Iran's supreme leader vows retaliation for killing of nuclear scientist
Updated 23:11, 28-Nov-2020

Iran's supreme leader Saturday promised to retaliate for the killing of the Islamic Republic's top nuclear scientist, raising the threat of a new confrontation with the West and Israel in the remaining weeks of Donald Trump's presidency.

Ayatollah Ali Khamenei pledged to continue the work of Mohsen Fakhrizadeh, who Western and Israeli governments believe was the architect of a secret Iranian program to make weapons.

Friday's killing, which Iran's president was swift to blame on Israel, could complicate any efforts by president-elect Joe Biden to revive a detente with Tehran that was forged when he was in Barack Obama's administration.

Trump pulled Washington out of the 2015 international nuclear pact agreed between Tehran and major powers.

Khamenei, who is Iran's top authority and who says the country has never sought nuclear arms, wrote on Twitter that Iranian officials must take up the task of "pursuing this crime and punishing its perpetrators and those who commanded it."

Fakhrizadeh, who Israel named as a prime player in what it says is Iran's nuclear weapons quest, was killed on Friday when he was ambushed near Tehran and his car sprayed with bullets. He was rushed to hospital where he died.

Iran's Defense Ministry said Fakhrizadeh was "seriously wounded" when assailants targeted his car before being engaged in a gunfight with his security team.

And Fakhrizadeh, who headed the ministry's research and innovation organization, was later "martyred" after medics failed to revive him, it said.


Iran's Foreign Minister Mohammad Javad Zarif quickly claimed that there were reasons to believe Israel was involved in the assassination, while implying the killing had the blessing of the departing U.S. President Donald Trump. 

"Terrorists murdered an eminent Iranian scientist today. This cowardice – with serious indications of [an] Israeli role – shows desperate warmongering of [the] perpetrators," Zarif wrote on Twitter.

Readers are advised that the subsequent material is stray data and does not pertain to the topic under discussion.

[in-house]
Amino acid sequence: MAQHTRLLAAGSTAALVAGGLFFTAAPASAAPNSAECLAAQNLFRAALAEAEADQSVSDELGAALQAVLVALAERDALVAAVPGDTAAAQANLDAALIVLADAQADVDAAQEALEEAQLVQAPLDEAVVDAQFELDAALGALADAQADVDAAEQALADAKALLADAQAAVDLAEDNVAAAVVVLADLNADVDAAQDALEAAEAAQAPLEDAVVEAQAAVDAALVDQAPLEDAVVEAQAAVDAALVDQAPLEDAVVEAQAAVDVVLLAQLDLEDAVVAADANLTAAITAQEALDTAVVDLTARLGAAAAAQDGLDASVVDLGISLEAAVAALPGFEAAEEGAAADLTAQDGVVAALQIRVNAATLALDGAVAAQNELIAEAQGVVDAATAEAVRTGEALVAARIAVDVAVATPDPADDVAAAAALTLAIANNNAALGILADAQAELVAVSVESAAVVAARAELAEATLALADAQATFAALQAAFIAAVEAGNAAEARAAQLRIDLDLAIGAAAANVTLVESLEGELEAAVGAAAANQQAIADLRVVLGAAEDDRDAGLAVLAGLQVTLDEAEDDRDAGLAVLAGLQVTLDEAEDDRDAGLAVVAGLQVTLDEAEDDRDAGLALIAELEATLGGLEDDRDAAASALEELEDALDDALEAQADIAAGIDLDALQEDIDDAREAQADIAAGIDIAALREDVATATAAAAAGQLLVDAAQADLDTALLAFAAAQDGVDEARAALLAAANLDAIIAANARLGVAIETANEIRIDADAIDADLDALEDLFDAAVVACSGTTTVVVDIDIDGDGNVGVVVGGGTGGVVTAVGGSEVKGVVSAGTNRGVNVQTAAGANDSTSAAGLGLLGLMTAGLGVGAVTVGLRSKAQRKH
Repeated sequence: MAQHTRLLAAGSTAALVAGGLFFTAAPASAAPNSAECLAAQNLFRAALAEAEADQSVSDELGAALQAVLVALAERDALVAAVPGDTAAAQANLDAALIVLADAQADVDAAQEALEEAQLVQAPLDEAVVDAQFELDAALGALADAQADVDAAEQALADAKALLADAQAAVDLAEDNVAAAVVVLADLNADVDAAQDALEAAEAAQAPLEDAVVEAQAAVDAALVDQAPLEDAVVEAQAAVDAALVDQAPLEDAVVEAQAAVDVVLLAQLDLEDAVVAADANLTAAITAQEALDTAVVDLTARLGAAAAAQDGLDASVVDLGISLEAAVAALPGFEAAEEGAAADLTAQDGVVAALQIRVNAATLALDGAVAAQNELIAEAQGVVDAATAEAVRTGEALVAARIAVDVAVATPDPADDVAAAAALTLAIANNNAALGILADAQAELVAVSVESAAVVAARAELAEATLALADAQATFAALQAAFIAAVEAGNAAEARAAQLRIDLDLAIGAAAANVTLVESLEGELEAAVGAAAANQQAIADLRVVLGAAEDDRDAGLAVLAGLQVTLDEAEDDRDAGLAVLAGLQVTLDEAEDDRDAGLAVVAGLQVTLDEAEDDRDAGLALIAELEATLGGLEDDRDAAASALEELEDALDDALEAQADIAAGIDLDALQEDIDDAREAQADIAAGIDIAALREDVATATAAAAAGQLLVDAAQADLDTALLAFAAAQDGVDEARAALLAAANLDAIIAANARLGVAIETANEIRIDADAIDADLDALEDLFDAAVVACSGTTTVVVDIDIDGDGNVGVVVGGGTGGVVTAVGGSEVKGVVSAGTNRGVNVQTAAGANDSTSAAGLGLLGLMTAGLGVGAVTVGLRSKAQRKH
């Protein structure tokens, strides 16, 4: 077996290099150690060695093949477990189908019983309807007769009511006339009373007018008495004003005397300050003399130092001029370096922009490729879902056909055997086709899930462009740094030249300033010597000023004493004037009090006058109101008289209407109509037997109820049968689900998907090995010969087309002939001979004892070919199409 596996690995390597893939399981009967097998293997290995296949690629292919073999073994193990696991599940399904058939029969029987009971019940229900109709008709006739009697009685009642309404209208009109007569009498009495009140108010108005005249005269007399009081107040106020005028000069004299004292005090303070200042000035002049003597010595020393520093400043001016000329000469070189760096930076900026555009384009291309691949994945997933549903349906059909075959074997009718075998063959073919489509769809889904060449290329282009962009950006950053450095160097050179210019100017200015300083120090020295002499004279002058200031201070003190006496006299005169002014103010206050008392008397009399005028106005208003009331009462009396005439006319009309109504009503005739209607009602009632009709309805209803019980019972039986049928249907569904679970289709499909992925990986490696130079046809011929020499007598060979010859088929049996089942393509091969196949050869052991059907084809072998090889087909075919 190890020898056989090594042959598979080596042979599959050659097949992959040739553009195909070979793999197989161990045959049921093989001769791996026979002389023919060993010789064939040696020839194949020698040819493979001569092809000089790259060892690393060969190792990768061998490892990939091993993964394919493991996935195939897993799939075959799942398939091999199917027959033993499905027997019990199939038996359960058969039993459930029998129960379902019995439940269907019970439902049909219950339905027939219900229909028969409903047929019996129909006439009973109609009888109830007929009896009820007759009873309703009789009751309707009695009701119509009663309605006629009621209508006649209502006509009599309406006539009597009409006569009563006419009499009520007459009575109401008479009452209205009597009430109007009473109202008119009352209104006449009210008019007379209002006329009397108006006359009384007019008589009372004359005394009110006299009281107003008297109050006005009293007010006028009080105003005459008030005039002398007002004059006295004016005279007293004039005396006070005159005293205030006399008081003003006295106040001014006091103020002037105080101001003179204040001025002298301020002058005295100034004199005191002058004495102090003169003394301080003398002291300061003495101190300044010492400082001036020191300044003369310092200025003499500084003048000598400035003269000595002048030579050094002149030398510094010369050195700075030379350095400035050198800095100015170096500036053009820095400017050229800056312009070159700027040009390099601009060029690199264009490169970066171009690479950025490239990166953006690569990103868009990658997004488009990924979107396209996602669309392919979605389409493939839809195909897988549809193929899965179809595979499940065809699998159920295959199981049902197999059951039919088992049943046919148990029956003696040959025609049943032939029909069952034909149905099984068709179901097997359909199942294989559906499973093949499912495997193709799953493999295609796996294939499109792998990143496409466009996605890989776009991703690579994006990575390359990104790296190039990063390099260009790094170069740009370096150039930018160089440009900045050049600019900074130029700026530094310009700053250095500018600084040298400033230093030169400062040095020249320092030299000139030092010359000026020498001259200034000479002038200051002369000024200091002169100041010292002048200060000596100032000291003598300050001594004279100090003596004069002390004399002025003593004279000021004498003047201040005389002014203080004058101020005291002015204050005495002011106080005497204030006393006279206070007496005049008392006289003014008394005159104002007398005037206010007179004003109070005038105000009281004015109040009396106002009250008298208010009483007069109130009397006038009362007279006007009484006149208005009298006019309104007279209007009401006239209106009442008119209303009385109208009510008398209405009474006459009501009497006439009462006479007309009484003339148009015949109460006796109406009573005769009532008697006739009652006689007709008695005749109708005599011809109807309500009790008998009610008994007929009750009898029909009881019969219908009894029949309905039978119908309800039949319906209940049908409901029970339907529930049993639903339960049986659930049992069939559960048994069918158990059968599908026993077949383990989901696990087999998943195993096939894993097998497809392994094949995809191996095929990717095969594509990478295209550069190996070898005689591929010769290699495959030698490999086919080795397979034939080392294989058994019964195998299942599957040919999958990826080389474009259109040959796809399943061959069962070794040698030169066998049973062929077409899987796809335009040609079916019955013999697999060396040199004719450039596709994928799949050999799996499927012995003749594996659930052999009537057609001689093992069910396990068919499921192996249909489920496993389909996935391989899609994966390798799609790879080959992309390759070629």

He also called on the international community to "end their shameful double standards and condemn this act of state terror."

Iranian President Hassan Rouhani told a televised cabinet meeting on Saturday Iran would respond "at the proper time." "Once again, the evil hands of Global Arrogance and the Zionist mercenaries were stained with the blood of an Iranian son," he said, using terms officials employ to refer to Israel.

"Definitely Iran will retaliate. When and how depends on our national interests. It might happen in the coming days or weeks, but it will happen," a senior Iranian official told Reuters.

He pointed to Iran's retaliatory missile attacks in January on an Iraqi base where U.S. forces were stationed, days after a U.S. drone strike in Baghdad killed top Iranian military commander Qassem Soleimani.

Israel's N12 news channel said Israeli embassies had been put on high alert after the Iranian threats of retaliation.

But the Israeli government has declined to comment on the killing of Fakhrizadeh.

The White House, Pentagon, U.S. State Department and CIA have also declined to comment on the killing.

The car carrying Iran's top nuclear scientist Mohsen Fakhrizadeh is seen at the site after being ambushed by armed assailants in Tehran, Iran, November 27, 2020. /AFP

The car carrying Iran's top nuclear scientist Mohsen Fakhrizadeh is seen at the site after being ambushed by armed assailants in Tehran, Iran, November 27, 2020. /AFP

Calls for restraints 

On Saturday, Germany, one of the signatories to the 2015 Iran nuclear pact, urged all sides to show restraint and avoid escalating tensions that could derail any talks on Iran's nuclear program. 

Under the nuclear deal, Iran agreed to curb its nuclear work in return for the lifting of sanctions. Once Trump withdrew in 2018, U.S. sanctions were ramped up, driving down Iran's vital oil exports and crippling the economy.  

"A few weeks before the new U.S. administration takes office, it is important to preserve the scope for talks with Iran so that the dispute over Iran's nuclear program can be resolved through negotiations," a foreign ministry spokesman said.  

"We therefore urge all parties to refrain from any steps that could lead to a further escalation of the situation," he said in an emailed statement.

UN has also called for exercising restraint and avoiding escalation in the Middle East region.

"We have noted the reports that an Iranian nuclear scientist has been assassinated near Tehran today. We urge restraint and the need to avoid any actions that could lead to an escalation of tensions in the region," Farhan Haq, deputy spokesperson for UN Secretary-General Antonio Guterres, said on Friday when responding to a question related to the assassination.

In a letter to Guterres and Inga Rhonda King, president of the Security Council for the month of November, Iran's permanent representative to the United Nations Majid Takht Ravanchi expressed strong condemnation against the "criminal assassination" of its nuclear scientist.

He added Iran "expects the secretary-general of the United Nations and the Security Council to strongly condemn this inhumane terrorist act and take necessary measures against its perpetrators."

(With input from Reuters, AFP)